Faber Music is thrilled to announce the publication of a previously unknown piano work by Olivier Messiaen. We believe it is the first publication of a piece by Messiaen to be produced by a British publisher. Messiaen’s importance in the world of 20th century music – particularly in his output for piano – stretches way beyond his native France, and can hardly be exaggerated.
Whilst working on Messiaen’s sketches in 2012, renowned scholar and pianist Peter Hill came across several pages of what seemed to be a complete Messiaen piano work, written in a rapid yet decisive hand. This was a draft score for La Fauvette Passerinette (‘The Subalpine Warbler’) a previously unknown composition dating from 1961 and now published for the first time by Faber Music in a reconstruction by Hill. Perhaps intended to be part of a second cycle of Catalogue d’oiseaux, the 11-minute work demonstrates a fascinating development in Messiaen’s approach: more abstract than in the extant book (1956-8), it mainly works with birdsong itself, apart from a few background colour chords. Since the birdsong has to create its own harmony, the writing is richer than in the earlier Catalogue, a stepping stone to the later birdsong style in La Fauvette des jardins and the opera Saint François d’Assise.
A certain amount of detective work was required to complete the piece but Hill believes he now has exactly what Messiaen intended. La Fauvette Passerinette has been received with great excitement by the fraternity of Messiaen pianists, a reaction paralleled by the press when reviewing Hill’s recording of the work.
The publication (available to buy here from the Faber Music Store) will be launched on 28 March 2015 at London’s Institut Français as part of their ‘It’s All About Piano’ Festival. Peter Hill will perform La Fauvette Passerinette before being joined by Peter Donohoe for Messiaen’s Visions de l'Amen.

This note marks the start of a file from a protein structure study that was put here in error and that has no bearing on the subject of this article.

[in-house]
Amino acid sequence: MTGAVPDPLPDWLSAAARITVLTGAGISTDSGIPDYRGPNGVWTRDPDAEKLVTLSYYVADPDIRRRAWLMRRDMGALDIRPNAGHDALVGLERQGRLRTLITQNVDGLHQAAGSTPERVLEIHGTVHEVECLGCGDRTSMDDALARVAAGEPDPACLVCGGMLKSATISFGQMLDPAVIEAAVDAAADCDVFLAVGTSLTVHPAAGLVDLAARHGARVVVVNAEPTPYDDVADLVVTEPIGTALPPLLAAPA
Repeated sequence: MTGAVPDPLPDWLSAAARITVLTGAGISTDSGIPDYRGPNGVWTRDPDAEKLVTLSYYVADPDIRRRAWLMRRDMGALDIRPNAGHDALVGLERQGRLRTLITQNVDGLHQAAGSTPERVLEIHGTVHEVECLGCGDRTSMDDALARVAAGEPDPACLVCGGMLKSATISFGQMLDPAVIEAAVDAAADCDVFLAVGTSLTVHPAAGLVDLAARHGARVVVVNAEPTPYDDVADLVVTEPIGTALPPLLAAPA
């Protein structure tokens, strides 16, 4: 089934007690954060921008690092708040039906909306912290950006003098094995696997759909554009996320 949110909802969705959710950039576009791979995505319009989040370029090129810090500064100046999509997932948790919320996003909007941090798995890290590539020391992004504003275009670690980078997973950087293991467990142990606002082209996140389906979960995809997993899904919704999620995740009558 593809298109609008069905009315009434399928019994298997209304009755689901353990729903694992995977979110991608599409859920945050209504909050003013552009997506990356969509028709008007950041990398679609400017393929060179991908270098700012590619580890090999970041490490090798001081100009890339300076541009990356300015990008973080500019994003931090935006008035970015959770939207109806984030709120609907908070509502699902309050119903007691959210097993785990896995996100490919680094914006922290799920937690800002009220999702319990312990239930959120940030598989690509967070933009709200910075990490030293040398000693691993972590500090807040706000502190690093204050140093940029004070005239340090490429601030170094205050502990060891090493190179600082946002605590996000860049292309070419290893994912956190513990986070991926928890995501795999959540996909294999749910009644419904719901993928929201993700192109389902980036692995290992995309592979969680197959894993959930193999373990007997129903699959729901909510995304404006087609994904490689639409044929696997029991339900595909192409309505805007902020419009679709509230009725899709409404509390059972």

REVIEWS OF THE PREMIERE RECORDING
‘An utterly convincing and thrilling piece of piano writing – a fierce, sustained 11-minute study as rigorous as Messiaen’s piano works of the late 1940s, and culminating in a ferocious toccata that squeezes every bit of musical content out of the raw material.’ (Cited as one of the Guardian’s Best 10 Records of the Year.)
The Guardian (Andrew Clements), 22 October 2014
‘Quite a revelation’ ‘...a dramatic and pivotal piece…’
The Scotsman (Ken Walton) BBC Radio 3 CD Review, 15 November 2014
‘A significant and dramatic work, having clear resonances with the Catalogue d’oiseaux but with Messiaen clearly going in a different direction in his treatment of the birdsong.’
BBC Music Magazine (Christopher Dingle), December 2014
‘What a discovery! … A stunning 11-minute piano solo – joyous, syncopated and virtuosic…’
The Times (Richard Morrison), 8 November 2014
‘The initial duet has an innocently lyrical charm… gradually woven into a more fiendish texture: the final moto perpetuo creates a brilliant, headlong drive before ending with a witty chirrup.’
The Guardian (Rhian Evans), 18 February 2015